This is where the new multifocal sensor technology can help, since the resolution it offers is currently equivalent to about 32 times greater than a conventional HD camera. It can be used from just a single installation point to provide surveillance of a huge area. “With conventional cameras, the resolution drops off as distance increases. Or to put it another way: The farther a person or object is away from the camera location, the poorer the resolution is there, so you are able to make out fewer details.

“In contrast, a multifocal sensor system uses different lenses, so constant resolution can be guaranteed over the entire area under surveillance. So the resolution at 100 m is exactly as good as it is at 20 m. This makes it possible to recognise people for example even from 160 m,” says Meier.

With multifocal sensor systems all PTZ functions like panning and zooming are even available subsequently in the recording.
With multifocal sensor systems all PTZ functions like panning and zooming are even available subsequently in the recording.

Permanent recording of the total picture in highest resolution

Those who have no desire to install multiple conventional cameras over the area in question, as described previously, can use PTZ cameras. As their name suggests, these cameras can Pan, Tilt and Zoom. So in theory it would be possible to use these cameras to watch over a relatively large area and to pan or zoom to a location of interest if the need arises.

But PTZ cameras do have one critical disadvantage: They only ever record what the operator is currently seeing live. So if the user zooms in on a certain scene, it is only this scene that will be recorded. Any additional incidents in the viewing range of the PTZ camera are lost and cannot be analysed or proven subsequently. Accordingly, the surveillance system is only as good as the user who is operating it.

In contrast, a multifocal sensor system always delivers total performance, since the whole picture (permanent and overall) is constantly recorded in the highest resolution. “Those are three important points straight away: the whole picture is recorded, so no areas are lost, even if the operator is currently concentrating on a smaller inset. This total picture is recorded all the time, so there are no gaps in time. And finally: the recording takes place in the highest resolution, so no details are lost in the recording,” says Meier.

“Moreover, unlike PTZ cameras multifocal sensor systems do not have any mechanical parts, so there is no wear, which extends the equipment’s operating life significantly. And there is another advantage: Whereas with PTZ cameras only one operator can have control over the camera at a time, with the multifocal sensor system any number of users can connect to the camera and select their entirely individual views.” he adds.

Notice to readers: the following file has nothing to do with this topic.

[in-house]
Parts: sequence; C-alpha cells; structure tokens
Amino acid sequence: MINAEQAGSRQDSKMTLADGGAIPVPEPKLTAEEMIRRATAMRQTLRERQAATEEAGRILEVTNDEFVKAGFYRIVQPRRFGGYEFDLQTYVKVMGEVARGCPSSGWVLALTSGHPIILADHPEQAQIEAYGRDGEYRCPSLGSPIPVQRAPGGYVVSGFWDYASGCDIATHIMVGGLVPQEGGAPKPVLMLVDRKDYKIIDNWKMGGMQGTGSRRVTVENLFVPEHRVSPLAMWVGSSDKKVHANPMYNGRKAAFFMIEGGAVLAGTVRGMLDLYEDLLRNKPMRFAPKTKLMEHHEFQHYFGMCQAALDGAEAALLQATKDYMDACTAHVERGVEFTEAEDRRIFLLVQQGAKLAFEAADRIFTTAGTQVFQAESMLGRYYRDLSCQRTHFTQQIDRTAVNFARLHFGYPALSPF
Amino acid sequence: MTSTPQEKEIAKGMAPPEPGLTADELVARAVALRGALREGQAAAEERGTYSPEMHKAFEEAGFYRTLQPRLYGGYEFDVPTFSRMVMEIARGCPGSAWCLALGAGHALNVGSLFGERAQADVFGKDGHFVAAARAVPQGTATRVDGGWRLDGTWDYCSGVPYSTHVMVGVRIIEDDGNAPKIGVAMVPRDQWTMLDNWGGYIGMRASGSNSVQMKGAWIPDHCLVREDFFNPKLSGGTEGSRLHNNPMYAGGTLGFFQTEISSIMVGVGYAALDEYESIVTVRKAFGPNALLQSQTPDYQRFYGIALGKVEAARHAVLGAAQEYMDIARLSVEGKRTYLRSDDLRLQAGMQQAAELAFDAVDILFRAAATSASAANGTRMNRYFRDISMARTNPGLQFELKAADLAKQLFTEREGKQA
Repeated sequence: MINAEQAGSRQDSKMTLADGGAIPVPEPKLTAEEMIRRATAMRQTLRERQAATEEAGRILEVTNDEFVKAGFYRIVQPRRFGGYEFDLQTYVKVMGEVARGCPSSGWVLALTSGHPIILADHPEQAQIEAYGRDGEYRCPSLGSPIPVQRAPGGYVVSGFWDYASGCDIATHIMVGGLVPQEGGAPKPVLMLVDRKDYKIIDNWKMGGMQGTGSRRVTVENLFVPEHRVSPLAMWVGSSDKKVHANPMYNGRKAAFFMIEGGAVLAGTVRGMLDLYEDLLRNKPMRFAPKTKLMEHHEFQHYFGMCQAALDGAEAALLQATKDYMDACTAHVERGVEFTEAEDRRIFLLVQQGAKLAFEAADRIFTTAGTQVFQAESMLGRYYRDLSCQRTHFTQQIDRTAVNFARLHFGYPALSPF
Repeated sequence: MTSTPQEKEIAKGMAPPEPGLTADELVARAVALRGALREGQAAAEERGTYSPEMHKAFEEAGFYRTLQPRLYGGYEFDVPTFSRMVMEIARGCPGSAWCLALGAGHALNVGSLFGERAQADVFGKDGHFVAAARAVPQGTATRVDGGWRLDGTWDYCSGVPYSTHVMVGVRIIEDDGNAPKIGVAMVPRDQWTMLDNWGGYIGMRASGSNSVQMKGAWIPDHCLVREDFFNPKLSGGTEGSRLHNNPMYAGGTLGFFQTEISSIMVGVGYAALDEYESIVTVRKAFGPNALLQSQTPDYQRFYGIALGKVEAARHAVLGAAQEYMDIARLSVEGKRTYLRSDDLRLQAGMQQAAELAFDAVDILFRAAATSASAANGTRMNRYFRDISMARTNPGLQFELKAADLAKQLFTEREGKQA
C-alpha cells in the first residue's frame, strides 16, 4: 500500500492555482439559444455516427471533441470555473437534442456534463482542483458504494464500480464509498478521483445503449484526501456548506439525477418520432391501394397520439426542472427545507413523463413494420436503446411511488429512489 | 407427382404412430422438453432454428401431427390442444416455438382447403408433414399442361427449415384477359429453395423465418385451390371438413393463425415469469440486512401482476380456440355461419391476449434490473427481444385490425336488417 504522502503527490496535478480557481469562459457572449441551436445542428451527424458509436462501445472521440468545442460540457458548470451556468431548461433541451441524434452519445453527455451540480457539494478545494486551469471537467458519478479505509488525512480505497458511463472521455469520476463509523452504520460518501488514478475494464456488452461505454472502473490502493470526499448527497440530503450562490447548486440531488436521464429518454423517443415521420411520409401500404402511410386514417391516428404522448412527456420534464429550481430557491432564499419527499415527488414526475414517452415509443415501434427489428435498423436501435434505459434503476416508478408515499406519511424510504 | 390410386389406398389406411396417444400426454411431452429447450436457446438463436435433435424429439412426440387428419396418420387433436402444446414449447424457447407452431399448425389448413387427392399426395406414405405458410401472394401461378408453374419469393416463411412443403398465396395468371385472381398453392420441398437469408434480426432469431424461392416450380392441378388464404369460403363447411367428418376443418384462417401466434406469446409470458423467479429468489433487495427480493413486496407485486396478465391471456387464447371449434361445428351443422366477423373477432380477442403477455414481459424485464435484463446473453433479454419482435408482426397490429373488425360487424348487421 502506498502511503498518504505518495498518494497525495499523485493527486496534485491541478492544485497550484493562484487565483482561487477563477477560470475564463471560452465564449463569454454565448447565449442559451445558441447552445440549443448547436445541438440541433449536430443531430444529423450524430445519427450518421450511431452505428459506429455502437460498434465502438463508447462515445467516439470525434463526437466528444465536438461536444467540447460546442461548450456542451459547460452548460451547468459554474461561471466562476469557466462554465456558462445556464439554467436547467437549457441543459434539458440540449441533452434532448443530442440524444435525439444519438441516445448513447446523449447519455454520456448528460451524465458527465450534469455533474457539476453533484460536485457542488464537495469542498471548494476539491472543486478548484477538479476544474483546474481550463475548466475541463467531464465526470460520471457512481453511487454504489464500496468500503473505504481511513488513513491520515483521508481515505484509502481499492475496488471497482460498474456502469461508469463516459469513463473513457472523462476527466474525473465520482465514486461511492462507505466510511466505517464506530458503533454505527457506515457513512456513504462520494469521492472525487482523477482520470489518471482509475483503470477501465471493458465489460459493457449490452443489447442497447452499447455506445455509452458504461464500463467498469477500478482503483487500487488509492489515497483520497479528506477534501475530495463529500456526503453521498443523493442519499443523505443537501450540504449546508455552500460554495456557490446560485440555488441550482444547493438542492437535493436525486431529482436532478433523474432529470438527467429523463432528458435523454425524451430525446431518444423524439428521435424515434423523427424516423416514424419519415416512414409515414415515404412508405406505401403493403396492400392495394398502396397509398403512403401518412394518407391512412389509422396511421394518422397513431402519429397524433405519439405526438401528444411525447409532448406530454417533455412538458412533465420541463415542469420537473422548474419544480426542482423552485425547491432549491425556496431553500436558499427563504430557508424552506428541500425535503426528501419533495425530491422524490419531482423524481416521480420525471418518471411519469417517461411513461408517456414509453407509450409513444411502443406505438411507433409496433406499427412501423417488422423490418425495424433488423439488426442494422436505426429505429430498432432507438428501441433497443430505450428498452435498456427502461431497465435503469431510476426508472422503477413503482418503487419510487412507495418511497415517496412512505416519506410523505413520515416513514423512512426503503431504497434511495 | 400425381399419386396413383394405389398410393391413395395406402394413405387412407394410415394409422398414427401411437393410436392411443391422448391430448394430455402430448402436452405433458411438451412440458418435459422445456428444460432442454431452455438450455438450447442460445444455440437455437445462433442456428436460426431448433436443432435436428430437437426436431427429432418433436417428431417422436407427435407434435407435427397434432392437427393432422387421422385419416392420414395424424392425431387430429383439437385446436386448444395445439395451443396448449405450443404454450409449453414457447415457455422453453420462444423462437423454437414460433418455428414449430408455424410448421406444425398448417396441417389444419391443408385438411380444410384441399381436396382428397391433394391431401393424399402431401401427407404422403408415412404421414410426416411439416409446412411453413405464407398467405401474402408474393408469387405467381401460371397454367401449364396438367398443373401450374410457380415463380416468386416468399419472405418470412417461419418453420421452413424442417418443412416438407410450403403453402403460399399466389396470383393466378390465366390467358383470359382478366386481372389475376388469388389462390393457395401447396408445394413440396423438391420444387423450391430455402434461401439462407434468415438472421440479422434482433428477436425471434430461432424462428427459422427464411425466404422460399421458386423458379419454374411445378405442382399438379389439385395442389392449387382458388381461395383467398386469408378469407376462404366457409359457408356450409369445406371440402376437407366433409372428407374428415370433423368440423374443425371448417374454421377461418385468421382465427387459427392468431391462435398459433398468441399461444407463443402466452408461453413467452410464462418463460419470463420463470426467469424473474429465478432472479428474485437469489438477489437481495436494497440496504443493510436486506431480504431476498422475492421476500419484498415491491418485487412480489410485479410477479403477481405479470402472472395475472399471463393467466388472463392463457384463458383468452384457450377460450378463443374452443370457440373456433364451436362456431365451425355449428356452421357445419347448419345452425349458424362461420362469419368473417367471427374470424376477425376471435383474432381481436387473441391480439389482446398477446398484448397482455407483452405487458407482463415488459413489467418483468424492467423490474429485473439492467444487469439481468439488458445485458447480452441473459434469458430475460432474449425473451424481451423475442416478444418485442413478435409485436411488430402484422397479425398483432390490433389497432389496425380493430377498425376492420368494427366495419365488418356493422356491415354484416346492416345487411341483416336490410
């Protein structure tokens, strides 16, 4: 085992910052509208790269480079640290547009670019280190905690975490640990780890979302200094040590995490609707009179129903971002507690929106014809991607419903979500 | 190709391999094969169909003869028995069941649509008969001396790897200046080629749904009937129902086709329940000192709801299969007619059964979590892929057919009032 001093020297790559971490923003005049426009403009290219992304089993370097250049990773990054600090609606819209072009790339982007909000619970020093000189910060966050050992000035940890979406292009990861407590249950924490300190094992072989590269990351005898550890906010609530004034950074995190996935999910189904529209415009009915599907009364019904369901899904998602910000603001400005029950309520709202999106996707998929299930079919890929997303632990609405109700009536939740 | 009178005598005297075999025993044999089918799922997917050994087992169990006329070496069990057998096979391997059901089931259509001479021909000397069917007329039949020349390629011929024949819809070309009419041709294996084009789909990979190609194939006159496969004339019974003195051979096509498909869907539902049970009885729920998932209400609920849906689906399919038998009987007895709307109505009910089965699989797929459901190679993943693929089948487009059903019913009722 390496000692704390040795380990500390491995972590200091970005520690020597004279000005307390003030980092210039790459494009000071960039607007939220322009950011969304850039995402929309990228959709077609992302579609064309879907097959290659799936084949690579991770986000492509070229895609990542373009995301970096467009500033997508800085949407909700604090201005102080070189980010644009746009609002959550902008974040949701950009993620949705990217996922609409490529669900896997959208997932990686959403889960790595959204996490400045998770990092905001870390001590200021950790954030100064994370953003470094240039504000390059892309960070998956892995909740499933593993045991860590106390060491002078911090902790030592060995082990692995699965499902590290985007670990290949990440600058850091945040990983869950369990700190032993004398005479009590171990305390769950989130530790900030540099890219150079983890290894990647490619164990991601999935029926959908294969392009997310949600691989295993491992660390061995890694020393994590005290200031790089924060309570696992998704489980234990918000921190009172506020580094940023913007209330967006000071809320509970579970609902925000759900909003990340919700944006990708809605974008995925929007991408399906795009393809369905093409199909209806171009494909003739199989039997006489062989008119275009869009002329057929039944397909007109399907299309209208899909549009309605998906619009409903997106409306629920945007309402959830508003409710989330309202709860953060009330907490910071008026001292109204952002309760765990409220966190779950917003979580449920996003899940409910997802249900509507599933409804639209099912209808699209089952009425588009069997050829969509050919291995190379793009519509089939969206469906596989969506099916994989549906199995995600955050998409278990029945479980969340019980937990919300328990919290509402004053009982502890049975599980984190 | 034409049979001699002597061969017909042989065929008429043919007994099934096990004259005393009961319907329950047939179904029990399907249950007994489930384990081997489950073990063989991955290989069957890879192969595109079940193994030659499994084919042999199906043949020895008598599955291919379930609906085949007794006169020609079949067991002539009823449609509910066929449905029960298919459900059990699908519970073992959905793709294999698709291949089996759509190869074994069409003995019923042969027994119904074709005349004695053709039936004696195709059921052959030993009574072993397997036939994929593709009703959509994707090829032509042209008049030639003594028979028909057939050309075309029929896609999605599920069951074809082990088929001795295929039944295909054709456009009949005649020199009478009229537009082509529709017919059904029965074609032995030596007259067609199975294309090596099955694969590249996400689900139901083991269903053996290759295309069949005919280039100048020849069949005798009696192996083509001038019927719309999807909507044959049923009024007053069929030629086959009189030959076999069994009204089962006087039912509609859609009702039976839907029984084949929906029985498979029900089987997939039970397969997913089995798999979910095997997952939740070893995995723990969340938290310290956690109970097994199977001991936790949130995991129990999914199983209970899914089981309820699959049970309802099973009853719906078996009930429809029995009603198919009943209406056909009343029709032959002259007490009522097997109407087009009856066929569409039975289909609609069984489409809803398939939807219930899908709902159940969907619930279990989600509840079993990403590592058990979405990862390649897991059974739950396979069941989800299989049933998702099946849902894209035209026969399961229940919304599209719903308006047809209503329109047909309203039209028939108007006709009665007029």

Analysis in the past

Seeing live images from the surveillance cameras is one thing – but with professional video security systems, most analyses take place in the past. This means: The video system runs, and if an incident should occur at a given time, the recordings are searched later in order to reconstruct the course of events and identify the individuals responsible.

Consequently, it is an essential requirement of modern surveillance systems that they are also able to zoom or pan even in the recordings. With conventional HD or MP equipment, this is not possible. “Even with PTZ cameras, these functions are only possible in live mode, not subsequently, in the recording. And if the operator is concentrating live on another area in the surveillance scene at the precise time, the entire incident will not be seen on the video images,” states Meier. “So video surveillance becomes a game of chance in the truest sense of the word. For example, if you want to identify a car thief in a car park with a PTZ camera you would have had to zoom onto the car in question before the theft took place, in order to record the crime in adequate resolution. So how likely is it that you would just happen to catch someone in the act like that?”

Here too, the solution is available with multifocal sensor systems, because all PTZ functions are fully available even in the past – even as the system continues recording images live. Meier explains: “Since the overall image was recorded at the highest possible resolution, it is also possible to move within the image and to zoom in on pertinent details. This opens up a wide range of analysis options, which were simply not possible with the prior technology.”

For more information contact Dallmeier Southern Africa Office, +27 (0)11 979 4540,  dallmeiersa@dallmeier.com, www.dallmeier.com